A New Galactic Adventure: Mass Effect Takes Gamers to the Andromeda Galaxy
I have played the Mass Effect Trilogy start to finish a number of times and have had great enjoyment following and shaping the story of Commander Shepard (See Gaiscioch Magazine Issue 1). I first found out about Mass Effect 4, now known as Mass Effect: Andromeda, sometime in 2016. I didn’t find out too much about the game until it’s launch, other than the story would take place in another galaxy and would not be related to the Mass Effect trilogy.
How the Journey Begins
The story starts between Mass Effect 2 and 3 with the Ryder family joining an expedition team, known as the Andromeda Initiative that will be journeying to the Andromeda Galaxy. A journey that takes 634 years to complete. The Initiative consists of the 4 Council Races: Turians, Salarians, Asari and Humans, along with Quarians, each sending 20,000 citizens on Arks one way to the Andromeda Galaxy. Each Ark has a Pathfinder team whose purpose is to locate suitable planets and resources for the Initiative to use to begin colonization of the Heleus Cluster of the Andromeda Galaxy.
Upon completing the journey, human ark Hyperion encounters an unknown energy force, later referred to as the Scourge, which caused some damage to the ship. The Hyperion is unable to contact The Nexus, a central command station sent by the Initiative. The Pathfinder makes the decision to head to the planet that was designated for the Humans to colonize. Upon arrival they find the planet may not be suitable for colonization and decide to investigate further. This is where the player’s journey begins.
Depending on the player’s choice, you are either Sarah or Scott Ryder. Your father is the Pathfinder and you are a member of the Pathfinder team. While on the planet investigating why the planet has become unsuitable, your father is killed and the player assumes the role of Pathfinder. After leaving the planet, the Hyperion arrives at the Nexus to find the station is incomplete and running low on resources. The Pathfinder learns that none of the other Arks have arrived and the director of the Initiative has died. Nothing in the Initiative has gone according to plan. The Scourge has caused numerous issues for the Initiative and it is unknown where it came from. From here the player is given a Pathfinder ship, the Tempest.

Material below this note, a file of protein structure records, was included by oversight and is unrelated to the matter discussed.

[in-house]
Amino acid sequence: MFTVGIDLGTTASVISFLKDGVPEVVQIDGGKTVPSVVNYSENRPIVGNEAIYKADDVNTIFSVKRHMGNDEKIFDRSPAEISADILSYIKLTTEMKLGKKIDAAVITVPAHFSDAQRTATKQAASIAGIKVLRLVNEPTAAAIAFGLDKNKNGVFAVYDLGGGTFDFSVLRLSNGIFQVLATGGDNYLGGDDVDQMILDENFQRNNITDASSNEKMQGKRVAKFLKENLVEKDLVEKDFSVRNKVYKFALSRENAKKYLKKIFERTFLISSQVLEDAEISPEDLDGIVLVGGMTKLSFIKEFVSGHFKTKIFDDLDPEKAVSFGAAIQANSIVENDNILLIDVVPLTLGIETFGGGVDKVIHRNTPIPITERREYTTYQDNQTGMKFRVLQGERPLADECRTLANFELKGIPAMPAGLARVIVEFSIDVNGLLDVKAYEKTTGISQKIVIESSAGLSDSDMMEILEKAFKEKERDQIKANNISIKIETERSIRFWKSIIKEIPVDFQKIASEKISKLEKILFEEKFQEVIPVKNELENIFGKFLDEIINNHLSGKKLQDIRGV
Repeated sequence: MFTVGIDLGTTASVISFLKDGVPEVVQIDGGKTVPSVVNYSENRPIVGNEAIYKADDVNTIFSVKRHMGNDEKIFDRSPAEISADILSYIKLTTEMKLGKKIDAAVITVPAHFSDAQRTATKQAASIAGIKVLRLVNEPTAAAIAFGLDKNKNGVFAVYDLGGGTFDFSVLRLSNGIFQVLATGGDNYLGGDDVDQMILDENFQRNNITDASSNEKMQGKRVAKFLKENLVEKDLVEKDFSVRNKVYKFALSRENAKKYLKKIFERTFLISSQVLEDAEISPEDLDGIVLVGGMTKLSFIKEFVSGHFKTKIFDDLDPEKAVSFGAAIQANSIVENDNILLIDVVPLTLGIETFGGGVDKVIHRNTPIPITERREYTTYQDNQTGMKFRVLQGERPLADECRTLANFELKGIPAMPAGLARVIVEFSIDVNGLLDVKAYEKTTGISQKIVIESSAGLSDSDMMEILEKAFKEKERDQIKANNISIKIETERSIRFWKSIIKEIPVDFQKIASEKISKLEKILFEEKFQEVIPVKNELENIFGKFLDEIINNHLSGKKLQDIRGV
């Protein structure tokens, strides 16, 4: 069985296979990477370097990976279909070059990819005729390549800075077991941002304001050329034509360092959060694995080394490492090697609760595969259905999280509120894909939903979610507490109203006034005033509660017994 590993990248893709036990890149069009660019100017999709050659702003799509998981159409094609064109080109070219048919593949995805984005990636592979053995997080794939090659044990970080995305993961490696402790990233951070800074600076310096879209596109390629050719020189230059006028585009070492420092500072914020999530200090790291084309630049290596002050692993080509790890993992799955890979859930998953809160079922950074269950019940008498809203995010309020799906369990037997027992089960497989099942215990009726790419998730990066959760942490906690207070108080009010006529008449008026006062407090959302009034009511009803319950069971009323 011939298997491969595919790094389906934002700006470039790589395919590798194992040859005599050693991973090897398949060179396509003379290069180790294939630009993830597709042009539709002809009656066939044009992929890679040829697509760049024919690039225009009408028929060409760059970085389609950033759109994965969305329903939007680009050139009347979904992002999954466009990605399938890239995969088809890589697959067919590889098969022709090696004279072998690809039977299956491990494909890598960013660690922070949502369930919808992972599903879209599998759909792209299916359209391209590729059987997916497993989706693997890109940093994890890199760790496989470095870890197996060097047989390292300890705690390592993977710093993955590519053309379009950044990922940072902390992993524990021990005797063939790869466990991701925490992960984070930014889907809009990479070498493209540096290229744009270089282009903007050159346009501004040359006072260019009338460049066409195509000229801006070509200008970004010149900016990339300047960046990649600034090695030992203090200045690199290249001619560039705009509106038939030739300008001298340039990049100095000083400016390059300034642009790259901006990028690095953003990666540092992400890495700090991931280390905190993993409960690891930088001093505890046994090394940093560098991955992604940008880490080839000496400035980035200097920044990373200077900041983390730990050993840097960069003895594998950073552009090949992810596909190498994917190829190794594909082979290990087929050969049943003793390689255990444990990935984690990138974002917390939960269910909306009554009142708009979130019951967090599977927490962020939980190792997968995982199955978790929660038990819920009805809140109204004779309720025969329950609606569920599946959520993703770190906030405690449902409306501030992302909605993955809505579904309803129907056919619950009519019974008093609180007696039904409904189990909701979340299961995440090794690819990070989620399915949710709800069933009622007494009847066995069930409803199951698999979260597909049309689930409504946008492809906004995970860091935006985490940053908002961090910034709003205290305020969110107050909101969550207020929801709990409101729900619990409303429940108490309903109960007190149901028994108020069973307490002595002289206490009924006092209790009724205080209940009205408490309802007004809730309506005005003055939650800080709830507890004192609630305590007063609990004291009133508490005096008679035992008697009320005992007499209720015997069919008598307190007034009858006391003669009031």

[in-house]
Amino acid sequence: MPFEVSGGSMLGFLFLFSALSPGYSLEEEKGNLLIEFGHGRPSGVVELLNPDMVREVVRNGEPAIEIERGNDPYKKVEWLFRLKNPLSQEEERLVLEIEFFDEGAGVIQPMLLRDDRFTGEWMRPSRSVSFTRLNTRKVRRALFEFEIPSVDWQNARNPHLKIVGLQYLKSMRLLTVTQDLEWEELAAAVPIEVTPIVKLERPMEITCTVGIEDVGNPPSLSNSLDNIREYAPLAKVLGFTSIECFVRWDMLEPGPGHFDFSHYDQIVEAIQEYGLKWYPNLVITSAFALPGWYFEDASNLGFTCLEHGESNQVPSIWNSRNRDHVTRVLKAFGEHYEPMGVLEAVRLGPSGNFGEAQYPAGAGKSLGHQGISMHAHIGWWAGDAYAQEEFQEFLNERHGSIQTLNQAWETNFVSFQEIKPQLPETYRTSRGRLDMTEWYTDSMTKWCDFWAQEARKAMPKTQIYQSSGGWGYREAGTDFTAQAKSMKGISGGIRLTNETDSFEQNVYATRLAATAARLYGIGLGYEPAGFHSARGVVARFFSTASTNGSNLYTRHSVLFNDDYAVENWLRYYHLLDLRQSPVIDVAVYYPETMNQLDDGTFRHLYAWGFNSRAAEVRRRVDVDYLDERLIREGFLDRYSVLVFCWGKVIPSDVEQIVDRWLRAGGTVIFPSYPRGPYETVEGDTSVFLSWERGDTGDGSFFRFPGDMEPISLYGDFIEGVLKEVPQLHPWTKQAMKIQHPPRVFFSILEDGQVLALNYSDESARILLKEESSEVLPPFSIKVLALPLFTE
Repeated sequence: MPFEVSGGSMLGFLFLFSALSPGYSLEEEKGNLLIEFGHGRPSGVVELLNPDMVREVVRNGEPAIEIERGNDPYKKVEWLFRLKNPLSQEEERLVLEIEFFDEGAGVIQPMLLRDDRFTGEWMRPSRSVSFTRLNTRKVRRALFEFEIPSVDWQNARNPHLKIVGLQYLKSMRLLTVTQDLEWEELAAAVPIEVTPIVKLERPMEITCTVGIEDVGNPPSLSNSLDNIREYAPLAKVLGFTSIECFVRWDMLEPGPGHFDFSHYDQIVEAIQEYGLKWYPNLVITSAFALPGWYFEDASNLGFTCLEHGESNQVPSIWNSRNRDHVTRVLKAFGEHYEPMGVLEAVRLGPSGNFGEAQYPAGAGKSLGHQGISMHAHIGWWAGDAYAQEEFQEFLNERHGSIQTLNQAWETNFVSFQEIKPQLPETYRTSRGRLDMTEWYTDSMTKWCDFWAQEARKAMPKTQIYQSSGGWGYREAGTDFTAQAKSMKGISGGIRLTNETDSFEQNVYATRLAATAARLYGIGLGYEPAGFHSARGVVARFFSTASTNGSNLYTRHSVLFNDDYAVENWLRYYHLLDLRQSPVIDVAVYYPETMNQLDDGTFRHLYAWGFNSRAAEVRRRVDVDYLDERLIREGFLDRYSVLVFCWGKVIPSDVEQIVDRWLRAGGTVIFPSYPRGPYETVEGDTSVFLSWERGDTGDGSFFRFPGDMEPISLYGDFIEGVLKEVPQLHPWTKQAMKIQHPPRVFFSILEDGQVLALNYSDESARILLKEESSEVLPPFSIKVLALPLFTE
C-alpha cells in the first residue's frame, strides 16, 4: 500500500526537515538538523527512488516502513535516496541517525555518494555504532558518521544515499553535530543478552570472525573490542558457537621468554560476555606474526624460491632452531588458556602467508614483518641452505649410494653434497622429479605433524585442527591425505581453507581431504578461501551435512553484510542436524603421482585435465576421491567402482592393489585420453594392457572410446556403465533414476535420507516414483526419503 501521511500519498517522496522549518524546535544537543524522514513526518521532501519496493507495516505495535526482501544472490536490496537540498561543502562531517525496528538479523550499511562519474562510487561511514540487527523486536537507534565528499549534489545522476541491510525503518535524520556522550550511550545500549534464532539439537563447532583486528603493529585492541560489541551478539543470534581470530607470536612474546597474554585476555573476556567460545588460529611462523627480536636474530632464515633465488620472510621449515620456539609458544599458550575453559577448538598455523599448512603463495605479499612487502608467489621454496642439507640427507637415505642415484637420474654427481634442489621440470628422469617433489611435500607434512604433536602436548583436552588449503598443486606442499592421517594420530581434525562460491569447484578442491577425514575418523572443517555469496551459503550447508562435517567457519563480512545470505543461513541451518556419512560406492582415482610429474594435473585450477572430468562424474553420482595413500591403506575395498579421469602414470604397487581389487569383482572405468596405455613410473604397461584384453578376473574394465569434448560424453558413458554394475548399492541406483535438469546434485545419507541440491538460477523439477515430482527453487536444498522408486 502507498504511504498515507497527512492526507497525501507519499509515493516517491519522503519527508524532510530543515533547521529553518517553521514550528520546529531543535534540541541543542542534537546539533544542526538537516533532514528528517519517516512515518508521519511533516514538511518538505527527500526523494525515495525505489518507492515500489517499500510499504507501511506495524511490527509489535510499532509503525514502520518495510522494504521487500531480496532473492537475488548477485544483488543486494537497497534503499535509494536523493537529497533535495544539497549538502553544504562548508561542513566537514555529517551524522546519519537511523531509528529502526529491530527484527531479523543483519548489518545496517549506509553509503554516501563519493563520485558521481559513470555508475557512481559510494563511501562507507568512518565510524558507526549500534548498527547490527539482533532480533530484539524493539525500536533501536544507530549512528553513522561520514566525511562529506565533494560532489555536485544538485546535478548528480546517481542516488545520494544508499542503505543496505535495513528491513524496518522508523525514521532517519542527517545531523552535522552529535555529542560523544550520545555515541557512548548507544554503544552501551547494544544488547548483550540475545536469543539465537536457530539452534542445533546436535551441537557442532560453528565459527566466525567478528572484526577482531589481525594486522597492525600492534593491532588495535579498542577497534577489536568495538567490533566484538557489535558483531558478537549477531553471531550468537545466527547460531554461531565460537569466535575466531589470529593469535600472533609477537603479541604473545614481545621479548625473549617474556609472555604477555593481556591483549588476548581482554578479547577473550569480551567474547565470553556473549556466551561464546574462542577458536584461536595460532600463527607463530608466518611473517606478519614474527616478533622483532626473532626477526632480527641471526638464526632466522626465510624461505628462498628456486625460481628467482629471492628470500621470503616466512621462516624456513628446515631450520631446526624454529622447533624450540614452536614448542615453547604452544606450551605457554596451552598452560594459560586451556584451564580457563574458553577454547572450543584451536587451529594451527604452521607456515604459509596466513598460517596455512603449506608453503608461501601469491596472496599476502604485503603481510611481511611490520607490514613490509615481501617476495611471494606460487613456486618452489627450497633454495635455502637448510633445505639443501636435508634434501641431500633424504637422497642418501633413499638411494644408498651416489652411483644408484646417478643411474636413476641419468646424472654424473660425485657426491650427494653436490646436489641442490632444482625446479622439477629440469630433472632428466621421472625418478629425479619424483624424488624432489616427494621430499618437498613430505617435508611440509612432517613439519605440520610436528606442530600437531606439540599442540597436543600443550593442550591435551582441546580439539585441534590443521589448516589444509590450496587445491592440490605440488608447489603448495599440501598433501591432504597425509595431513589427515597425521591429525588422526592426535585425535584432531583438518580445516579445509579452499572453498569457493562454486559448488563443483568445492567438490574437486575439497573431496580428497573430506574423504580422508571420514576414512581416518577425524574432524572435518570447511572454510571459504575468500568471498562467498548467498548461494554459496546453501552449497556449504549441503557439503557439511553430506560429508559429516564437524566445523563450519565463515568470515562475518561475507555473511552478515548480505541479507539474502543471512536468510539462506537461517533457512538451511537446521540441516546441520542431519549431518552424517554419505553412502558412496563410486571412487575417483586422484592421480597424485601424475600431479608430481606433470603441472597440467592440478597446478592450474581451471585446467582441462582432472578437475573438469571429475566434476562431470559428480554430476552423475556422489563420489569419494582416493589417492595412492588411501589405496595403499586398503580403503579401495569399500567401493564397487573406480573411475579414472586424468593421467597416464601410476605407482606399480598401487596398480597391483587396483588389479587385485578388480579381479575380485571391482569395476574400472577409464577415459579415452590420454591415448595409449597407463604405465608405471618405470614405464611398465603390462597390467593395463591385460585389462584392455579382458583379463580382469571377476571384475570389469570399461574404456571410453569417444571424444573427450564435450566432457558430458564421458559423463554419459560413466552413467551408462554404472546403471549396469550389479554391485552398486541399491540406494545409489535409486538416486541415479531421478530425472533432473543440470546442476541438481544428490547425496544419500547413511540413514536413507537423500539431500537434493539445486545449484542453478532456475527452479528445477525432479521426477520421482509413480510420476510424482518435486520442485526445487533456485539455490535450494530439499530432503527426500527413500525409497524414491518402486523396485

Similar to the Mass Effect Trilogy, the player begins to put together their own Pathfinder team. In the original trilogy, Commander Shepard was an established character with a backstory based on selections given to the player. In Mass Effect: Andromeda your character Ryder is a rookie and some of the interactions with NPCs show their lack of faith in your character. The conversations with NPCs give you multiple choices, from logical, angry, sarcastic, or emotional responses which will cause the NPC to respond back accordingly. This also creates some funny dialogue. In addition to developing your character’s personality, you have six classes to choose from to develop your combat style. As you invest your skill points you begin unlocking class profiles and each profile gives you special bonuses. Like the Mass Effect Trilogy, you travel from planet to planet in search of resources, allies, and the missing Arks. The planets you visit are vast and open, requiring the use of the Nomad, a rugged all terrain vehicle. It was pretty fun to drive, especially listening to some of the dialogue from your squadmates as you’re driving.
I did enjoy playing Mass Effect: Andromeda, however the quality of facial animations and dialogue of the game at launch were weaker, compared to the Mass Effect Trilogy. I personally felt the graphical and dialogues were minor and I could overlook them in favor of a pretty enjoyable story. The interactions and personal stories of your squadmates added some great moments that reminded me of the Citadel DLC in the Mass Effect Trilogy. As with the Mass Effect Trilogy, there were characters I truly enjoyed having around. I also enjoyed seeing space phenomenon such as a Black Hole represented, based on current theories of what they look like. As a fan of Science and Astronomy, I have always enjoyed when developers use current theories in their games. I feel that adds a certain level of realism. Although Mass Effect: Andromeda quality is lower compared to the Mass Effect Trilogy, I still recommend you give Andromeda a try and have some fun exploring a new Galaxy.
About the Author
Donald Rush has been a member of the Gaiscioch Family since 2006 and been a video game since the days of the Atari 2600. He is casual gamer of FPS, MMORPG, RTS, RPG, PC games as well as consoles.